It is widely believed that addiction entails a loss of free will, even though this point is controversial among scholars. There is arguably a downside to this belief, in that addicts who believe they lack the free will to quit an addiction might therefore fail to quit an addiction.
A correlational study tested the relationship between belief in free will and addiction. Follow-up studies tested steps of a potential mechanism: 1) people think drugs undermine free will 2) people believe addiction undermines free will more when doing so serves the self 3) disbelief in free will leads people to perceive various temptations as more addictive.
People with lower belief in free will were more likely to have a history of addiction to alcohol and other drugs, and also less likely to have successfully quit alcohol. People believe that drugs undermine free will, and they use this belief to self-servingly attribute less free will to their bad actions than to good ones. Low belief in free will also increases perceptions that things are addictive.
Addiction is widely seen as loss of free will. The belief can be used in self-serving ways that may undermine peoples efforts to quit.
Addiction;Free will;Quitting;Self-serving bias
A widespread view among health professionals is the idea that addiction is a disease caused by problems when the brain encounters certain foreign substances commonly known as addictive drugs (e.g. Jellinek, 1960; Leshner, 1997 ; Volkow and Fowler, 2000). Although this message has been widespread to the public, among scholars this view is hardly uniformly accepted. A large and growing literature supports an alternative view in which addiction is primarily a disorder of choice (e.g., Baumeister and Vonasch, 2015; Heyman, 2009 ; Schaler, 2000). Given the apparent conflict between these scientific perspectives, scholars should perhaps exercise restraint in promoting one view over the other to the general public. The widespread notion that addiction is a disorder of the brain may lead addicts to harbor destructive beliefs that they cannot control themselves, and that they do not possess the free will needed to override their addictive behaviors. Hence, the resulting disbelief may then thwart the very capacities that are needed to cure or overcome addictions. In this article, we present evidence that addicts and the general public believe that addiction entails a loss of self-control and free will, and that disbelief in free will is associated with higher drug use, fewer successful attempts to quit, and more unsuccessful attempts to quit alcohol and drugs. We also show that addicts use this belief self-servingly to justify and excuse their own problematic addictive behaviors. Finally, we show that this tendency to downplay ones own free will in response to addiction may be a self-fulfilling prophecy whereby believing less in free will increases the perceived power of addictive substances and decreases perceptions of ones own self-control.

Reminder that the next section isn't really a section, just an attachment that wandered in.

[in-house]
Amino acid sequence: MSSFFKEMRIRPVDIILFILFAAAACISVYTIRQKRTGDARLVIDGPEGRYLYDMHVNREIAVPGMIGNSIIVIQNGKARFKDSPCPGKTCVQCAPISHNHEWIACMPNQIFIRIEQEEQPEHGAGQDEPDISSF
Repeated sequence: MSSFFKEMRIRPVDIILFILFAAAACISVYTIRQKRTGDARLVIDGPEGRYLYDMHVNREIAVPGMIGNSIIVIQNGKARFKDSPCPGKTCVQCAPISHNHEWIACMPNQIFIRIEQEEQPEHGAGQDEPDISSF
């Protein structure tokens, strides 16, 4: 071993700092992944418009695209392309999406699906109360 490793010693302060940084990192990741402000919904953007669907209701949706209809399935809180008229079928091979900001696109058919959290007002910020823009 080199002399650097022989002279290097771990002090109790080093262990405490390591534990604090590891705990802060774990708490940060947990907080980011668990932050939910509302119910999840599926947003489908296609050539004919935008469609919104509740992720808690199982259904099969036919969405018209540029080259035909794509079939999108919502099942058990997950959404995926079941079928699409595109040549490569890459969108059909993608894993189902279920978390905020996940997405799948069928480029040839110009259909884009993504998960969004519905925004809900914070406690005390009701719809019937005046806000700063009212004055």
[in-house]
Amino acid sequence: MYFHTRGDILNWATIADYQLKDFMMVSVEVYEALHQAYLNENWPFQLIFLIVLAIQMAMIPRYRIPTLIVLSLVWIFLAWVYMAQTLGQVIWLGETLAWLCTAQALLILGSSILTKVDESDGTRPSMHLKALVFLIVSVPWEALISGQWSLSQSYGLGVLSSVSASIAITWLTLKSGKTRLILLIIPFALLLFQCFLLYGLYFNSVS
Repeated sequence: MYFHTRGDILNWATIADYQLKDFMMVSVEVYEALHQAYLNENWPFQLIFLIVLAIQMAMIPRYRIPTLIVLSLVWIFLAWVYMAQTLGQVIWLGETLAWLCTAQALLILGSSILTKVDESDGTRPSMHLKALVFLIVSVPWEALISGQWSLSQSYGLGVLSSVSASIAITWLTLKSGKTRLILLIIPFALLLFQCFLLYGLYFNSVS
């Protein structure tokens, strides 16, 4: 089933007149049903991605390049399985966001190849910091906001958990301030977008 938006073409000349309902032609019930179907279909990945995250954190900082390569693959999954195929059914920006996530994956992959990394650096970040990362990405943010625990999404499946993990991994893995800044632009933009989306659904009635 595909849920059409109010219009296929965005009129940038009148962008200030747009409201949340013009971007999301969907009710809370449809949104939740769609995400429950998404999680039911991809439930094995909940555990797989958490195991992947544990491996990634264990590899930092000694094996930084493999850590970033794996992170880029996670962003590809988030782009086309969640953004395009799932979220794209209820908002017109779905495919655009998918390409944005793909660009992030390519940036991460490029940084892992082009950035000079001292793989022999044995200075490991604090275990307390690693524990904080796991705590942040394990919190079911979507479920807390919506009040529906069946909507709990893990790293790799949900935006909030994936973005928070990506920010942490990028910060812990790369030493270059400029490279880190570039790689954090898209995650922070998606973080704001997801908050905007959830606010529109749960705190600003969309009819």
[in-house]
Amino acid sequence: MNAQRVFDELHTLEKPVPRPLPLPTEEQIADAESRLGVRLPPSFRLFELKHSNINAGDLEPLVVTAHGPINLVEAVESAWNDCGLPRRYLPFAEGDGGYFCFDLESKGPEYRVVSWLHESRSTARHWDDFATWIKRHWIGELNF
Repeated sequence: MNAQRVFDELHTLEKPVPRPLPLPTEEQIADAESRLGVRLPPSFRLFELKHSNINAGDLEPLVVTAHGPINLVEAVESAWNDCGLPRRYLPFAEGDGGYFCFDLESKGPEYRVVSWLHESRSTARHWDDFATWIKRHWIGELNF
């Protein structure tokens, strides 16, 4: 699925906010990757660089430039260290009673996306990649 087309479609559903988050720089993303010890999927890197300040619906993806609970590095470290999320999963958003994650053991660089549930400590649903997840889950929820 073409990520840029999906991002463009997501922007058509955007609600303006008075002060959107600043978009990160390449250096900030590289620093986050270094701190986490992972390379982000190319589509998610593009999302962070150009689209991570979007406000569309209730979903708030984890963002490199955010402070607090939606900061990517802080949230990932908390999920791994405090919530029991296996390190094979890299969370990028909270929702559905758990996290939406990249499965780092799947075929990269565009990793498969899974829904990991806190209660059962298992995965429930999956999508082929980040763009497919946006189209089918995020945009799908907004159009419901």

Most people believe in free will, by which they typically mean the ability to make free choices and to choose ones own actions, without unusual constraint (Feldman et al., 2014 ; Monroe and Malle, 2010). Free will is central to ideas of justice and responsibility: a person cannot be found guilty of a crime if the person lacked the ability to control his or her actions, which is the basis of the insanity defense (Roberts, Golding, & Fincham, 1987). People need free will in order to be held responsible for good behaviors, too. As one sign, people who disbelieve in free will are less grateful to others who help them because they think those others did not freely choose to help (Mackenzie, Vohs, & Baumeister, 2014). People are responsible for their actions if they can control them—if they could not do otherwise, there is little reason for them to try, and little reason for others to applaud or condemn their efforts (Greene and Cohen, 2004 ; Shariff et al., 2014).